July 7, 2008
Posted by Eddie
Over the past few weeks, I’ve been playing around with Django. Because of that, I’ve been looking at a few different books on the subject. I first started out with the Django Book, which took me a few days to read. I can’t say I absorbed it all, but I got the general idea. Then I decided to look into other books and found Learning Website Development with Django, by Ayman Hourieh. I started right away.
The book’s subtitle, “A beginner’s tutorial to building web applications, quickly and cleanly, with the Django application framework,” frames the book perfectly. Its target audience is programmers (moderately) familiar with Python, but who are, at the same time, new to Django. The book is really focused towards this audience. The other key word in the subtitle is “quickly.” This book moves along in a hurry while creating the demonstration app. I was quite comfortable (and pleased) by the pace, however, I can imagine that a more novice programmer may have a harder time dealing with the information flying by.
The book centers on building one app, a social bookmarking website similar to del.icio.us, or ma.gnolia. I think type of site was a good choice, since it provides the author with a varying degree of complexity to play around with. It allowed Mr. Hourieh to start with the basics. This book succeeds in starting simple and getting harder as it goes along. I also thought it was good to focus on creating just one website, rather than a bunch of mini-projects or examples, since it models a more real-life situation. The idea of a social bookmarking website, as well, is very useful because its features are currently en vogue, and can be found on many current sites.
Chapters One and Two are the obligatory “what is Django” and “how to install” chapters. The meat of the book starts in Chapter Three when the project is introduced. By the end of this third chapter, we’ve already quickly written three database models (Links, Users, and Bookmarks) and the main page. Chapter Four introduces Django’s built-in user authentication system (django.contrib.auth), and describes how to write login, logout, and registration pages. Chapter Five instructs us to write an additional database model (tags), which is more complex than the models we wrote previously. Here we also write pages to display the list of bookmarks, bookmarks by tags, and a tag cloud. [To illustrate how fast we’re moving, Chapter Five ends on page 91]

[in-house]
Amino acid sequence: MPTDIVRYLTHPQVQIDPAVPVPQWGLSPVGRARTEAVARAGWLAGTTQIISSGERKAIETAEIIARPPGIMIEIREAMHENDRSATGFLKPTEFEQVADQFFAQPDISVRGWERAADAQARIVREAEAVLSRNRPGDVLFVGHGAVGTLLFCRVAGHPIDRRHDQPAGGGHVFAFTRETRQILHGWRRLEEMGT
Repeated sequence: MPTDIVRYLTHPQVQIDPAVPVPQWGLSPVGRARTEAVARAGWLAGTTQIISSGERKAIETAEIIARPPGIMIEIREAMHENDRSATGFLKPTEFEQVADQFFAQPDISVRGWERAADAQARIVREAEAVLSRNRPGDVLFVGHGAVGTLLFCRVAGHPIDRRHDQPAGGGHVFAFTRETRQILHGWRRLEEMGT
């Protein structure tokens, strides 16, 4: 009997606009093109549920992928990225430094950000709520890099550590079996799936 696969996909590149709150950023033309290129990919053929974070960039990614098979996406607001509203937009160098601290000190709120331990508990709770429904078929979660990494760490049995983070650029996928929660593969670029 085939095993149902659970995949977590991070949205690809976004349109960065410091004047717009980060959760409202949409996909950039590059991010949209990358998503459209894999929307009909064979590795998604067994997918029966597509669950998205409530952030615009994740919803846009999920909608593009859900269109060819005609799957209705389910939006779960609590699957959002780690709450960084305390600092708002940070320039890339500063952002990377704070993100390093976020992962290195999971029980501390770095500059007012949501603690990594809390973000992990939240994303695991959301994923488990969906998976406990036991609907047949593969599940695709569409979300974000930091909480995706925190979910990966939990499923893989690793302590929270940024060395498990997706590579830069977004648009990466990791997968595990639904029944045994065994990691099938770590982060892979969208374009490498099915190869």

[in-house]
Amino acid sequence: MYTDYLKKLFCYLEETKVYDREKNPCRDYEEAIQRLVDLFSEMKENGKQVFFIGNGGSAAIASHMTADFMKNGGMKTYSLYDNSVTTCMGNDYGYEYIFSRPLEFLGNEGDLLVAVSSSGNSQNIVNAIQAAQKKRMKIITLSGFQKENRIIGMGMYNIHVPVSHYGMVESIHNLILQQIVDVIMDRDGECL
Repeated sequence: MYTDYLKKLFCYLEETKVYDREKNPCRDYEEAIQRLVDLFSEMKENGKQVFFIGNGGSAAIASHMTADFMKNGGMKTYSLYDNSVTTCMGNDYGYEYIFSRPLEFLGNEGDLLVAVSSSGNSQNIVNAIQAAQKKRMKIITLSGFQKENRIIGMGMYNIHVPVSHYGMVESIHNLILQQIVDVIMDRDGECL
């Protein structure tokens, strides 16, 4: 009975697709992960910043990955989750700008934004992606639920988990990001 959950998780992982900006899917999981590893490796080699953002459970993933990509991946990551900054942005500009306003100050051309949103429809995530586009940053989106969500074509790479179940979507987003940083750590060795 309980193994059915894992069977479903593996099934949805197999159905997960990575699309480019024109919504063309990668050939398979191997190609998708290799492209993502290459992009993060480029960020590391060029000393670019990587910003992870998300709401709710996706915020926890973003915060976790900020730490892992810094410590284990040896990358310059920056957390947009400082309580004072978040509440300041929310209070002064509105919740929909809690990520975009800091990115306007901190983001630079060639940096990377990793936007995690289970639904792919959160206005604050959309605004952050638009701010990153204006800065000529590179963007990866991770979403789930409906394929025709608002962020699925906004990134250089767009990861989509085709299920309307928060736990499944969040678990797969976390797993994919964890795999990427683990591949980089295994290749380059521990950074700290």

Mr. Hourieh adds occasional asides throughout Learning Website Development with Django, such as one on security at the end of Chapter Five. Personally, I’d have liked to see more of these, but I think he consciously limited the number to better suit the book’s audience.
Chapter Six introduces
In Chapter Eight, we are finally introduced to Django’s built-in Administration Interface (django.contrib.admin), and the reader is shown how to customize the admin pages and deal with user permissions. Chapter Nine describes adding RSS feeds, Pagination, and advanced search capabilities to our application. We’re taught how to create advanced model queries using both the objects.filter() function and Q objects to build multi-faceted queries.
Chapter Ten focuses on adding a “Friend” data model to the application. This chapter demonstrates how Django can be used to send email (friend ‘invites’ in this case), and how the bookmark application can be used to handle activation links. Chapter Eleven covers three topics; language translation, caching, and unit testing. None of these are as “flashy” as the previously covered topics, but they are given adequate mention. The final chapter, Chapter Twelve mentions a number of advanced topics that the reader is left to research on his/her own.
The book is generally well written. I like the structure. The chapter beginnings outline a plan for implementation, and the remainders proceede step-by-step. I would have liked the writing to have been polished a little more. The language seems too formal in places, and when you mix in a number of technical ideas, the language can distract. This however, may just be a personal preference.
The more I think about Learning Website Development with Django, the more I like it. It is well suited for someone who wants to get off the ground quickly; someone who needs to get something done and can worry about the details when they need to. It’s not a bible, but it’s not trying to be, and I think that’s where it really succeeds.